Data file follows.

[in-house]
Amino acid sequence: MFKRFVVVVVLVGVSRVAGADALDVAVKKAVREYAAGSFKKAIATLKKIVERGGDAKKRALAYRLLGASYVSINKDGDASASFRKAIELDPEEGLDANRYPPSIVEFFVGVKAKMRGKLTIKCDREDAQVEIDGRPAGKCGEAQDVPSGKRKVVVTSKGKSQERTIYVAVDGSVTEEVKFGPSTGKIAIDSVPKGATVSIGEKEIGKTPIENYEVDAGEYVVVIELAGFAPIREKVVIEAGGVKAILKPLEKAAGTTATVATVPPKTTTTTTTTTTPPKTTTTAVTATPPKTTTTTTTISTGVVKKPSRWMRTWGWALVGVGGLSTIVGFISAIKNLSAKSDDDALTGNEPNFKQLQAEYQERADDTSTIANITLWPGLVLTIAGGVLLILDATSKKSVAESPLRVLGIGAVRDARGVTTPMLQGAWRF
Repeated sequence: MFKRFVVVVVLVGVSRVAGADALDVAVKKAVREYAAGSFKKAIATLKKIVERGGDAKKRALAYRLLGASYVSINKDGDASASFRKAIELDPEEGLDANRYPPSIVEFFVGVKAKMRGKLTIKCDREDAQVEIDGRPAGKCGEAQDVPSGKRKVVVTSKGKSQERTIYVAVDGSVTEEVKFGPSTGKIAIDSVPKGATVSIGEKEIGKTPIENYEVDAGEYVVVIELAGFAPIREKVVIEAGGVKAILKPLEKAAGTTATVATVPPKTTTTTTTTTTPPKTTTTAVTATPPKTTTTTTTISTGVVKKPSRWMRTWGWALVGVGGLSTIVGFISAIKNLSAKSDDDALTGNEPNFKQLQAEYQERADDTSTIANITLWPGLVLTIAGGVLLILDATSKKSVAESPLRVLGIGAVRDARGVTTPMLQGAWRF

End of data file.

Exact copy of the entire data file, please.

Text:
[in-house]
Amino acid sequence: MFKRFVVVVVLVGVSRVAGADALDVAVKKAVREYAAGSFKKAIATLKKIVERGGDAKKRALAYRLLGASYVSINKDGDASASFRKAIELDPEEGLDANRYPPSIVEFFVGVKAKMRGKLTIKCDREDAQVEIDGRPAGKCGEAQDVPSGKRKVVVTSKGKSQERTIYVAVDGSVTEEVKFGPSTGKIAIDSVPKGATVSIGEKEIGKTPIENYEVDAGEYVVVIELAGFAPIREKVVIEAGGVKAILKPLEKAAGTTATVATVPPKTTTTTTTTTTPPKTTTTAVTATPPKTTTTTTTISTGVVKKPSRWMRTWGWALVGVGGLSTIVGFISAIKNLSAKSDDDALTGNEPNFKQLQAEYQERADDTSTIANITLWPGLVLTIAGGVLLILDATSKKSVAESPLRVLGIGAVRDARGVTTPMLQGAWRF
Repeated sequence: MFKRFVVVVVLVGVSRVAGADALDVAVKKAVREYAAGSFKKAIATLKKIVERGGDAKKRALAYRLLGASYVSINKDGDASASFRKAIELDPEEGLDANRYPPSIVEFFVGVKAKMRGKLTIKCDREDAQVEIDGRPAGKCGEAQDVPSGKRKVVVTSKGKSQERTIYVAVDGSVTEEVKFGPSTGKIAIDSVPKGATVSIGEKEIGKTPIENYEVDAGEYVVVIELAGFAPIREKVVIEAGGVKAILKPLEKAAGTTATVATVPPKTTTTTTTTTTPPKTTTTAVTATPPKTTTTTTTISTGVVKKPSRWMRTWGWALVGVGGLSTIVGFISAIKNLSAKSDDDALTGNEPNFKQLQAEYQERADDTSTIANITLWPGLVLTIAGGVLLILDATSKKSVAESPLRVLGIGAVRDARGVTTPMLQGAWRF